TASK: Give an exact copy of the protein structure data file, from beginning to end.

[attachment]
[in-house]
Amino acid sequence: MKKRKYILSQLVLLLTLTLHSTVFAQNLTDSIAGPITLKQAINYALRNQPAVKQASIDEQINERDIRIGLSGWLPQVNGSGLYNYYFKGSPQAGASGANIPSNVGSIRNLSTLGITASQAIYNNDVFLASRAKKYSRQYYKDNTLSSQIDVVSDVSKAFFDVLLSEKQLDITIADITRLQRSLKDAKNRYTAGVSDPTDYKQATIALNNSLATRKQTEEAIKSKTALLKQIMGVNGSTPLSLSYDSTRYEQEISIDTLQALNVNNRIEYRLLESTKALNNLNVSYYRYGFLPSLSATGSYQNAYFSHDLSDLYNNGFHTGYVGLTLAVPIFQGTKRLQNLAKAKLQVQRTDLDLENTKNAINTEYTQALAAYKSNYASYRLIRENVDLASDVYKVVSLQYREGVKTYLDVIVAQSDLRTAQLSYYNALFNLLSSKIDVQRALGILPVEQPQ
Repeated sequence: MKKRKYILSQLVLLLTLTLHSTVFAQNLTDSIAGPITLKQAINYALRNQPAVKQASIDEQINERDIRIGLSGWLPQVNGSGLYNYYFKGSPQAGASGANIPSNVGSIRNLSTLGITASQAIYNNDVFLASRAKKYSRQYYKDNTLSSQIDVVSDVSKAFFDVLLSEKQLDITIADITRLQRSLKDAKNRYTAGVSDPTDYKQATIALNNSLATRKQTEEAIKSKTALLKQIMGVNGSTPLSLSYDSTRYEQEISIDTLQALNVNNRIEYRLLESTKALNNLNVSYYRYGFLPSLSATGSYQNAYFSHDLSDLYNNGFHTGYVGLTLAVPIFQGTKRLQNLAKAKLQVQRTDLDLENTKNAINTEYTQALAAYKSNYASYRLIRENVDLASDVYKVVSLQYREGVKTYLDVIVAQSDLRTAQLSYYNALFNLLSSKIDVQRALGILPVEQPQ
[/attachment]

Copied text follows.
[in-house]
Amino acid sequence: MKKRKYILSQLVLLLTLTLHSTVFAQNLTDSIAGPITLKQAINYALRNQPAVKQASIDEQINERDIRIGLSGWLPQVNGSGLYNYYFKGSPQAGASGANIPSNVGSIRNLSTLGITASQAIYNNDVFLASRAKKYSRQYYKDNTLSSQIDVVSDVSKAFFDVLLSEKQLDITIADITRLQRSLKDAKNRYTAGVSDPTDYKQATIALNNSLATRKQTEEAIKSKTALLKQIMGVNGSTPLSLSYDSTRYEQEISIDTLQALNVNNRIEYRLLESTKALNNLNVSYYRYGFLPSLSATGSYQNAYFSHDLSDLYNNGFHTGYVGLTLAVPIFQGTKRLQNLAKAKLQVQRTDLDLENTKNAINTEYTQALAAYKSNYASYRLIRENVDLASDVYKVVSLQYREGVKTYLDVIVAQSDLRTAQLSYYNALFNLLSSKIDVQRALGILPVEQPQ
Repeated sequence: MKKRKYILSQLVLLLTLTLHSTVFAQNLTDSIAGPITLKQAINYALRNQPAVKQASIDEQINERDIRIGLSGWLPQVNGSGLYNYYFKGSPQAGASGANIPSNVGSIRNLSTLGITASQAIYNNDVFLASRAKKYSRQYYKDNTLSSQIDVVSDVSKAFFDVLLSEKQLDITIADITRLQRSLKDAKNRYTAGVSDPTDYKQATIALNNSLATRKQTEEAIKSKTALLKQIMGVNGSTPLSLSYDSTRYEQEISIDTLQALNVNNRIEYRLLESTKALNNLNVSYYRYGFLPSLSATGSYQNAYFSHDLSDLYNNGFHTGYVGLTLAVPIFQGTKRLQNLAKAKLQVQRTDLDLENTKNAINTEYTQALAAYKSNYASYRLIRENVDLASDVYKVVSLQYREGVKTYLDVIVAQSDLRTAQLSYYNALFNLLSSKIDVQRALGILPVEQPQ